Note: Every day for the next month, lead dining writer John Kessler will blog about a restaurant somewhere in metro Atlanta. It might be locally grown or a branch of a big chain, a favorite that deserves all the attention it can get, or a place he’s driven by for the past 15 years without ever venturing inside. Expect some surprises, some finds and advice on how to spend your dining dollars. This is his first report.
It says something about Atlanta’s progress that tourists and conventioneers can walk into a big, obvious restaurant on Peachtree Street downtown and get a good salad. This is what it looks like:
See those furled, crenulated leaves of Little Gem lettuce and those local cherry tomatoes? There are also some slivers of local radish, asparagus and Hakurei turnips to be found, all of it consorting in a bright vinaigrette.
Think about the last time you ordered a salad in a big downtown restaurant on a business trip. It was limp mixed greens from a bag with a cloying balsamic dressing, right?
White Oak Kitchen & Cocktails made a smart move in hiring Josh Hopkins to helm the kitchen. The former chef of Abattoir and STG Trattoria purchases the kind of ingredients you notice — which is exactly what should happen in a restaurant that bills itself as Southern farm to table.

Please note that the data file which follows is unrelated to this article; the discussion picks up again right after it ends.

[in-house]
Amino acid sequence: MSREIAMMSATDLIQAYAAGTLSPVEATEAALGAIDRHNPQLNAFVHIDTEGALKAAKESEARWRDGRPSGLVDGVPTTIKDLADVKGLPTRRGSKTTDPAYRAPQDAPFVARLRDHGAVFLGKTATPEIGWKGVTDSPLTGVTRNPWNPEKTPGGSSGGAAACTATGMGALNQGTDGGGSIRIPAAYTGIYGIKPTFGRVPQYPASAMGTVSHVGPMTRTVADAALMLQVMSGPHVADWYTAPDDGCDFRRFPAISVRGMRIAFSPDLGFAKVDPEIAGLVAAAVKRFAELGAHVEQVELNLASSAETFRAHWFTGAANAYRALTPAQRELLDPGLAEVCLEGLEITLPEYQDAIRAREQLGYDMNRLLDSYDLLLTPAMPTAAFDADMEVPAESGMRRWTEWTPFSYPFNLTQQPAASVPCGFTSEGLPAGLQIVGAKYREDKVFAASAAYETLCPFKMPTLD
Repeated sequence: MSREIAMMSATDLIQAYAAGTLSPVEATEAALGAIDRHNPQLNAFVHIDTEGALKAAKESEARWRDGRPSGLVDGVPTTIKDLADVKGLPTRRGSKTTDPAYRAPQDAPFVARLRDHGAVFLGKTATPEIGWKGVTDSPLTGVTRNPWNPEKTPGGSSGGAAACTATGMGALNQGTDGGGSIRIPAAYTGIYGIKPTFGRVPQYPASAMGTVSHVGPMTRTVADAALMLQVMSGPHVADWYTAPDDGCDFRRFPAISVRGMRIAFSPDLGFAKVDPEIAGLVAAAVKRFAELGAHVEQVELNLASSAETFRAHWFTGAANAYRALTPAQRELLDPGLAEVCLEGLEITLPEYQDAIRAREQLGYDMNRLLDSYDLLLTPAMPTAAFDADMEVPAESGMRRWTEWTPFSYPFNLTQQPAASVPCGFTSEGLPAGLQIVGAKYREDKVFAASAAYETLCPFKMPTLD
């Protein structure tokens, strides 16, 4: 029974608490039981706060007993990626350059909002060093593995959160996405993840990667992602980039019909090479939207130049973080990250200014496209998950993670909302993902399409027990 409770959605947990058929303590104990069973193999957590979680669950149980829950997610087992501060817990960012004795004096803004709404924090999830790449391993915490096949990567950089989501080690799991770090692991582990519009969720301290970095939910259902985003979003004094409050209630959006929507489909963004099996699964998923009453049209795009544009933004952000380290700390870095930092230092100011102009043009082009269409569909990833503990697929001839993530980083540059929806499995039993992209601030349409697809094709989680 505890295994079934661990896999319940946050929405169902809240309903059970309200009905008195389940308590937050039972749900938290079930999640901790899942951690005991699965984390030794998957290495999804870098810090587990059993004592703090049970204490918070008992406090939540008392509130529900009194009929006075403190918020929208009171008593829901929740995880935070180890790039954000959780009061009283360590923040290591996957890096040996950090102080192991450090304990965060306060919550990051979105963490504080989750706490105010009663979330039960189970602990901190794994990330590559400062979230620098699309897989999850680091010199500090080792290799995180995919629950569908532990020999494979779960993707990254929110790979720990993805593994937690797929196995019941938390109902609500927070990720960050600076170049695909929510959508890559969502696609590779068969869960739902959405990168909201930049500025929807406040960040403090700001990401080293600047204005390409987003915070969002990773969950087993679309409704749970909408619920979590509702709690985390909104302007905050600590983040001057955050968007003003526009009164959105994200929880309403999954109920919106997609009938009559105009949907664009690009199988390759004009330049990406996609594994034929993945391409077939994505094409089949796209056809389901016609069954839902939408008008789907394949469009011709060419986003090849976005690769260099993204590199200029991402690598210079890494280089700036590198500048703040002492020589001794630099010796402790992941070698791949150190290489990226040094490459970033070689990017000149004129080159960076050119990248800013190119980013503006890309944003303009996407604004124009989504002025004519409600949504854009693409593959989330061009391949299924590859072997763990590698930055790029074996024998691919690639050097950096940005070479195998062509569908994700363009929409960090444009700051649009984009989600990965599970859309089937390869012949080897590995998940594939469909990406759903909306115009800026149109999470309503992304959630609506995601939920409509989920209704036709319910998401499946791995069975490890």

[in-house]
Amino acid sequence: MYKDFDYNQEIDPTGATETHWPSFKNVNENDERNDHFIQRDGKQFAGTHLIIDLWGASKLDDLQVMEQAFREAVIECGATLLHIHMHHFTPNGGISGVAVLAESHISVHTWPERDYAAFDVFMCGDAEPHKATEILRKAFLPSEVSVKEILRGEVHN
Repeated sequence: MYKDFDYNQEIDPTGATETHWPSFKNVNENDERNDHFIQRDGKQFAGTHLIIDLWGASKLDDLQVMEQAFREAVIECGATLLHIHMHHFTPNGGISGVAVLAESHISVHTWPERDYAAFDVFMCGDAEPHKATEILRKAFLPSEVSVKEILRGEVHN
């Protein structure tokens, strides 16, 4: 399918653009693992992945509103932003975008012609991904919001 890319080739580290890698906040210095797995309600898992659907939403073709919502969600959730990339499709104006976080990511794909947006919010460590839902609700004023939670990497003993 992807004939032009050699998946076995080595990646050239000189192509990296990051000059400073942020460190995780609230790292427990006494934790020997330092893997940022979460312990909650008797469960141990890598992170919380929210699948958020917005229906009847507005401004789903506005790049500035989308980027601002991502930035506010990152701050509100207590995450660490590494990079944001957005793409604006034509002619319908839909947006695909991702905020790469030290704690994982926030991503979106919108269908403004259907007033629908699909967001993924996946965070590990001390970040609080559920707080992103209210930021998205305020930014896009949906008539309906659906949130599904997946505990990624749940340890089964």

Potted shrimp with tasso ham and green onion butter is, as you can see a perfect fat delivery system. Those dry toasts sit and beg for saturation.
Watermelon salad with pickled watermelon rind, cukes and ricotta-stuffed squash blossoms is a lively dance of fresh, rich and tangy flavors. The pan-seared grouper, above, teaches a master course in pan searing, though some might balk at the maybe-six-ounces-of-fish:$28-price-tag ratio.
The only miss is this bone-dry fried chicken wearing a rock-hard helmet of batter. It’s like the chicken version of that melted gold crown scene from “Game of Thrones. But, all told, the menu brings mostly good news.
So here’s the bad news: Hopkins will move on later this summer to Empire State South (where he’ll replace departing chef de cuisine Ryan Smith). I hope that owners Alan and Cindy Leblanc (who also run Max Lager’s Wood-Fired Grill & Brewery up the street) replace Hopkins with a chef who also demands good, local ingredients.
White Oak might work on training the service staff a bit better. Our server, a nice guy, couldn’t answer basic questions about the menu. He forgot to bring one of our desserts, which we pointed out when we were nearly done with the others. The dessert appeared just as we were about to ask for the check. I’m not one to angle for freebies, but I think he should’ve either offered to let us cancel the order or offer it outright.
I’m also not so sure about the “cocktails” part of the program. The signature “Atlantan” — a kind of cherry-flavored Manhattan on ice — would’ve tasted a lot better if it had been properly mixed. Better to focus on the good selection of Southern craft beers.
- by John Kessler for the Food & More blog